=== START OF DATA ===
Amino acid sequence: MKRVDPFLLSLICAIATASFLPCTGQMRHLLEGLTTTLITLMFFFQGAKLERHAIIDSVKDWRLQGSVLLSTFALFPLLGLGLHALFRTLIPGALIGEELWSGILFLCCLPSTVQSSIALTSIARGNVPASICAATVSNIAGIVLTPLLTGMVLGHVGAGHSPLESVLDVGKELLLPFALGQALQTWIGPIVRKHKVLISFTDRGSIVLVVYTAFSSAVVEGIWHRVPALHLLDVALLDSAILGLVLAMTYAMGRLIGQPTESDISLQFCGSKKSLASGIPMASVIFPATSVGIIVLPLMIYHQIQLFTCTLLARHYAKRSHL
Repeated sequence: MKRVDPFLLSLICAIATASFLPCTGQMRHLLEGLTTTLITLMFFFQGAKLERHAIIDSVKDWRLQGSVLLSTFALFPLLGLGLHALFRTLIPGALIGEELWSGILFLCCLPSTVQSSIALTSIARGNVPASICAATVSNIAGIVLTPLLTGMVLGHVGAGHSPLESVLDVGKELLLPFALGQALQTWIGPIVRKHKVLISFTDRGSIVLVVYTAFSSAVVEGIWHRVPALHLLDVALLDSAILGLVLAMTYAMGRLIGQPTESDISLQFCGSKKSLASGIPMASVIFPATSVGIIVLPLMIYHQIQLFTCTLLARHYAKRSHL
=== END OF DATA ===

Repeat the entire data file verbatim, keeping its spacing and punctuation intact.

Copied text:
Amino acid sequence: MKRVDPFLLSLICAIATASFLPCTGQMRHLLEGLTTTLITLMFFFQGAKLERHAIIDSVKDWRLQGSVLLSTFALFPLLGLGLHALFRTLIPGALIGEELWSGILFLCCLPSTVQSSIALTSIARGNVPASICAATVSNIAGIVLTPLLTGMVLGHVGAGHSPLESVLDVGKELLLPFALGQALQTWIGPIVRKHKVLISFTDRGSIVLVVYTAFSSAVVEGIWHRVPALHLLDVALLDSAILGLVLAMTYAMGRLIGQPTESDISLQFCGSKKSLASGIPMASVIFPATSVGIIVLPLMIYHQIQLFTCTLLARHYAKRSHL
Repeated sequence: MKRVDPFLLSLICAIATASFLPCTGQMRHLLEGLTTTLITLMFFFQGAKLERHAIIDSVKDWRLQGSVLLSTFALFPLLGLGLHALFRTLIPGALIGEELWSGILFLCCLPSTVQSSIALTSIARGNVPASICAATVSNIAGIVLTPLLTGMVLGHVGAGHSPLESVLDVGKELLLPFALGQALQTWIGPIVRKHKVLISFTDRGSIVLVVYTAFSSAVVEGIWHRVPALHLLDVALLDSAILGLVLAMTYAMGRLIGQPTESDISLQFCGSKKSLASGIPMASVIFPATSVGIIVLPLMIYHQIQLFTCTLLARHYAKRSHL